Every report that we have had on the subject of education, whether it has dealt with further education, with the secondary school level or with the primary school level, has come to the same conclusion. Each one has concluded that our children are much more intelligent than we gave them credit for years ago. What is more, the number of children who have taken advantage of the facilities provided has always increased more rapidly than any statistical report has ever envisaged. Therefore, when we are formulating our proposals for local government, especially in relation to education, we have to realise that with the raising of the school leaving age and with the extension of opportunity, more and more of our children will need greater and greater facilities.

With respect to my right hon. Friend the Member for Sunderland, North (Mr. Willey), we are not putting forward the Clause because we believe that bigger local education authorities automatically are better than smaller ones. We have to bear in mind the report of Her Majesty's Inspectorate which considered size in relation to efficiency and said: The evidence is that authorities of less than 200,000 are apt to be weak. I go no further than that. I shall use that evidence.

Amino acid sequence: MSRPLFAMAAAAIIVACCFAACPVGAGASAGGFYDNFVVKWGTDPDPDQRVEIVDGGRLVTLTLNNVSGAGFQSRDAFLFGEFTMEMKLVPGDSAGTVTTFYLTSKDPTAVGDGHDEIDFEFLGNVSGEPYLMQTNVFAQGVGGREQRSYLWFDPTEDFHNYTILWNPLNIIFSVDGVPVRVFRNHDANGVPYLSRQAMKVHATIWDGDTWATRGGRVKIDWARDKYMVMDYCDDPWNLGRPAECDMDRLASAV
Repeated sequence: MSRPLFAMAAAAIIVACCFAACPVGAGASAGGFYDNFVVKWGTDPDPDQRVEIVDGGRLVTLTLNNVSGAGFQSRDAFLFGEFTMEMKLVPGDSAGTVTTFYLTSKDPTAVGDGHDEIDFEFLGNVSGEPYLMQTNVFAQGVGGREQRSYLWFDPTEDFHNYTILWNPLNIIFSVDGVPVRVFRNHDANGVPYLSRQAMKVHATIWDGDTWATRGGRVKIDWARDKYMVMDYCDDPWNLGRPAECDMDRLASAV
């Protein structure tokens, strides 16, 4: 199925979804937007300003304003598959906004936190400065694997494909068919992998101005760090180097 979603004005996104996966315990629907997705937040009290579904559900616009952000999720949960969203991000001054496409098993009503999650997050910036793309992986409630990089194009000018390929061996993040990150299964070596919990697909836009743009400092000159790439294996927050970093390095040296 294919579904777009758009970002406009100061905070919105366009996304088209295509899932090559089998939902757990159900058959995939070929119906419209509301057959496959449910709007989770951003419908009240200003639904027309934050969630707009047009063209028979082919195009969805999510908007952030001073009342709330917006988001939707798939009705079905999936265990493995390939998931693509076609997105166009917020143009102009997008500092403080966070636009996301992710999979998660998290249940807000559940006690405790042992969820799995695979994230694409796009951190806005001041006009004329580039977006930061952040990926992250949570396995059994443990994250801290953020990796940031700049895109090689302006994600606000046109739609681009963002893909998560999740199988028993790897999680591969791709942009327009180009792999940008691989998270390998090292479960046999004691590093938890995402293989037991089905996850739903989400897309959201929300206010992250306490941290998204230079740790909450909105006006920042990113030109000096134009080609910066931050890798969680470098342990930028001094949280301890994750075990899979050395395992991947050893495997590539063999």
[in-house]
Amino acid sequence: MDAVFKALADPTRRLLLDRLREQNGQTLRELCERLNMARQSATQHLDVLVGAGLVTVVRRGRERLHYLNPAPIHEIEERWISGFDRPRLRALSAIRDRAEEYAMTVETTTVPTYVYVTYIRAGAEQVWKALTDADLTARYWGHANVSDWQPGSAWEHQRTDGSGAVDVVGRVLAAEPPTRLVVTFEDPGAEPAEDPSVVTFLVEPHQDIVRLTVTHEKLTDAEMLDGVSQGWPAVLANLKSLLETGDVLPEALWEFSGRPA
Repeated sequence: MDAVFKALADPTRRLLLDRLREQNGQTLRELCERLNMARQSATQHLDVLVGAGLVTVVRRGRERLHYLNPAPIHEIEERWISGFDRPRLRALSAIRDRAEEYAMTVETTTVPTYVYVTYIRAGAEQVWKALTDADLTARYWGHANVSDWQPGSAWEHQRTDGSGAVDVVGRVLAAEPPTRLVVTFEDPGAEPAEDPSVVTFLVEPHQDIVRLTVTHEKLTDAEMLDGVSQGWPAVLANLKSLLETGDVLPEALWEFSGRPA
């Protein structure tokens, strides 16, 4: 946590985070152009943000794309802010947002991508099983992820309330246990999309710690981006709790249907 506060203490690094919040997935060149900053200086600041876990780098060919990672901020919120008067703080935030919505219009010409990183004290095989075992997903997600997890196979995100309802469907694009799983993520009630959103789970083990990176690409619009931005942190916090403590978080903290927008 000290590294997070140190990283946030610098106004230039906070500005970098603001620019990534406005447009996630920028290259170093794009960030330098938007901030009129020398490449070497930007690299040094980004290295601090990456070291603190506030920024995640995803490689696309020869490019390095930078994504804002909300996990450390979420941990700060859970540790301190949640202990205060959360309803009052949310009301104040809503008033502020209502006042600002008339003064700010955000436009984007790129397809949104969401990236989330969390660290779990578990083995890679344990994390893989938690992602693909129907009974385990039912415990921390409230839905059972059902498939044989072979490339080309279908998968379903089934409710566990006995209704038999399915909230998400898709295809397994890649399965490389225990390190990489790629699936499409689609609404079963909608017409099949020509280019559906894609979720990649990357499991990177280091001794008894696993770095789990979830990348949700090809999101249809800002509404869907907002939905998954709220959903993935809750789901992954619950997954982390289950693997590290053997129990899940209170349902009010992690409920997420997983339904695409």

The facilities that we expect from an education service today are infinitesimal compared with those that we shall take for granted in 20 years. When we think of the difficulties of reforming local government, we know that we are fashioning local government for a long time to come, and I for one would not like to do anything which prevented the provision of the service that our children need.

Mr. Carter-Jones

There is one important point that I have been waiting to make. There is a difficulty in getting the right size of authority geographically and in terms of population. There is also the problem of getting the right size of rateable value. In my correspondence with the Secretary of State for Education and Science I have been assured that there will be a review of rate support grants to allow the maximum help to be given to poor authorities. Does my hon. Friend agree that organisations such as C.A.S.E. which have made representations about this ought to have a full statement from the right hon. Lady about rate support grants before this Measure becomes law?

Mr. Armstrong

I am grateful for that intervention. My hon. Friend has made a very valid point on a matter to which I shall refer later in my remarks. Before coming to that, however, I wish to comment on the obsession of those who have contributed to the debate with the education service as it is now.